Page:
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Wargames and Crisis Simulations

My second major line of research aims to update the study and application of wargaming methods to test international relations theories. Wargames provide rich data for testing individual-level theory on elite research subjects. They introduce human interaction to the study of crisis decision-making—human fallibility, miscommunication, emotions, hubris, pride, and reputations that color decision-making in group settings.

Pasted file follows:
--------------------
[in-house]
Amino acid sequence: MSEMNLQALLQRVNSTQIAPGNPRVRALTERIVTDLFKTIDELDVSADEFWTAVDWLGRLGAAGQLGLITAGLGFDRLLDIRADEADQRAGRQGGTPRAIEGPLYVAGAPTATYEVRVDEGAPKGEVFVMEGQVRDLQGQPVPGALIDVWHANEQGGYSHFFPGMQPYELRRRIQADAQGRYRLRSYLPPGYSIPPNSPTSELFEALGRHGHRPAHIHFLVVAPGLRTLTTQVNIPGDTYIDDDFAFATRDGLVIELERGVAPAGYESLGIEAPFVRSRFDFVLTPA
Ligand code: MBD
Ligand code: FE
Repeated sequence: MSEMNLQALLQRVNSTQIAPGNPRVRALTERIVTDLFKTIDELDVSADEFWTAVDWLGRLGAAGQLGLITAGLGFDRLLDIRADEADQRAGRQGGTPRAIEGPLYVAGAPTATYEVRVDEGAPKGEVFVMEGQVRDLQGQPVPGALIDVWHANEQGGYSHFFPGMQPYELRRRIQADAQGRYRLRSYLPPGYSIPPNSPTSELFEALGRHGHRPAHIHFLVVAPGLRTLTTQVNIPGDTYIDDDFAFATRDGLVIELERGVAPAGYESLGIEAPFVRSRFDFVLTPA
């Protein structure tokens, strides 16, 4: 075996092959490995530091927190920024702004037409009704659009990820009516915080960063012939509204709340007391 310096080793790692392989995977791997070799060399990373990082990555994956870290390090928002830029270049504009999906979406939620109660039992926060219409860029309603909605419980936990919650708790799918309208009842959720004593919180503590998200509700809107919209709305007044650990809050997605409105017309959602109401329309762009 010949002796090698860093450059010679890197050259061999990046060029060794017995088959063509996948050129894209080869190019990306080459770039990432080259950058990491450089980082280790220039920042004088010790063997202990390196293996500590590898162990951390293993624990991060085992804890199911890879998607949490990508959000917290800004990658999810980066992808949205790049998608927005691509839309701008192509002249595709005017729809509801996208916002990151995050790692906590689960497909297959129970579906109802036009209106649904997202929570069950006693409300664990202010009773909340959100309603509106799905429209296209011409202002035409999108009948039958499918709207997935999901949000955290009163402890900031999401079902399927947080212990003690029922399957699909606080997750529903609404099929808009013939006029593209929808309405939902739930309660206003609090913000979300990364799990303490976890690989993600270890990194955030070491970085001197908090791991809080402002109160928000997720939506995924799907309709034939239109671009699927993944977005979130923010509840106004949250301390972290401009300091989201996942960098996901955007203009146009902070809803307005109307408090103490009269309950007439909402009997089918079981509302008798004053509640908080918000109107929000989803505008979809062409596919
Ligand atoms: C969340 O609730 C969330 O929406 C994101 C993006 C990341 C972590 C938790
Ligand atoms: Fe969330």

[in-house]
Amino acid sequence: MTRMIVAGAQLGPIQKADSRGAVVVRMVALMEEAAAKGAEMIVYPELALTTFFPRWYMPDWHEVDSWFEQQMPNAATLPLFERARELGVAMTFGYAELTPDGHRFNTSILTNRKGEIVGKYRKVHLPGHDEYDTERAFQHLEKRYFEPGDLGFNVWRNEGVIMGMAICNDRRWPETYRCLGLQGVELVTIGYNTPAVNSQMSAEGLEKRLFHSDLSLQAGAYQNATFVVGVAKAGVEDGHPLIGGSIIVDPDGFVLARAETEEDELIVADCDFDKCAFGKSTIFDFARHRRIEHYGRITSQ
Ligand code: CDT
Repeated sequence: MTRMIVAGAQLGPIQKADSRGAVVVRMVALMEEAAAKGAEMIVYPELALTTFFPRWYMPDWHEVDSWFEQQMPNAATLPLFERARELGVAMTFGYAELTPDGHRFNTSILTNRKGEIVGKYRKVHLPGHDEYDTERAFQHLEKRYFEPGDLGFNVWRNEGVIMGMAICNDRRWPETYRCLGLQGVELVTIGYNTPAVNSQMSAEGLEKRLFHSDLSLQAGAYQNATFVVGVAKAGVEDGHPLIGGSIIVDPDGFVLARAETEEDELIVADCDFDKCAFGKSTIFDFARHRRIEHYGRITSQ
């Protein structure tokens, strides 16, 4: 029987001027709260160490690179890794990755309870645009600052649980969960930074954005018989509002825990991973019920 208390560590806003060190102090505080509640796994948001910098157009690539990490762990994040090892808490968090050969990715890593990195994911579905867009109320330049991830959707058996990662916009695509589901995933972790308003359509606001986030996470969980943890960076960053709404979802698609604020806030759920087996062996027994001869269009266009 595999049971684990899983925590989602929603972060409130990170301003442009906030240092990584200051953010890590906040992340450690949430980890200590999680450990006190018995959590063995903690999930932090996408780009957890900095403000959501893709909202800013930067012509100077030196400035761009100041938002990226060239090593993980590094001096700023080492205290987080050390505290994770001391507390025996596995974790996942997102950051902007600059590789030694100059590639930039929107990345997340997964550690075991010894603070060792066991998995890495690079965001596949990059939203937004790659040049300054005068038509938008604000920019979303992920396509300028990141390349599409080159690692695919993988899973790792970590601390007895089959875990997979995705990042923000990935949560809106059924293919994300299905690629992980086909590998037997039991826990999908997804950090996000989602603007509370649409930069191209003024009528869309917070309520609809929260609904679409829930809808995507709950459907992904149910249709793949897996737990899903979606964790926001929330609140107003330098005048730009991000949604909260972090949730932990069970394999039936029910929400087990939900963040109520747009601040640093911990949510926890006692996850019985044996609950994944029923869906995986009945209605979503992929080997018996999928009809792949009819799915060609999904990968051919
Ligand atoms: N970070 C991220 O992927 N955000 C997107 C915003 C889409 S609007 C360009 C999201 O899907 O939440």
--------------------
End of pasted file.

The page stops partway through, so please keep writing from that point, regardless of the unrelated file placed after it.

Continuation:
One of my articles, “Would U.S. Leaders Push the Button? Wargames and the Sources of Nuclear Restraint,” was published in International Security (Fall 2018). I use a sample of twenty-six wargames conducted with U.S. policymaker players between 1958 and 1972 to test theories on why nuclear weapons have not been used since 1945. The results show that when deterrence was not operating, elite players were still reluctant to cross the nuclear threshold in wargames for reputational and practical reasons. Precedent and ethical aversions to using nuclear weapons were less common. The piece is paired with a substantial online appendix and copies of archival documents as part of an effort to promote qualitative research transparency and encourage other scholars to leverage wargames data.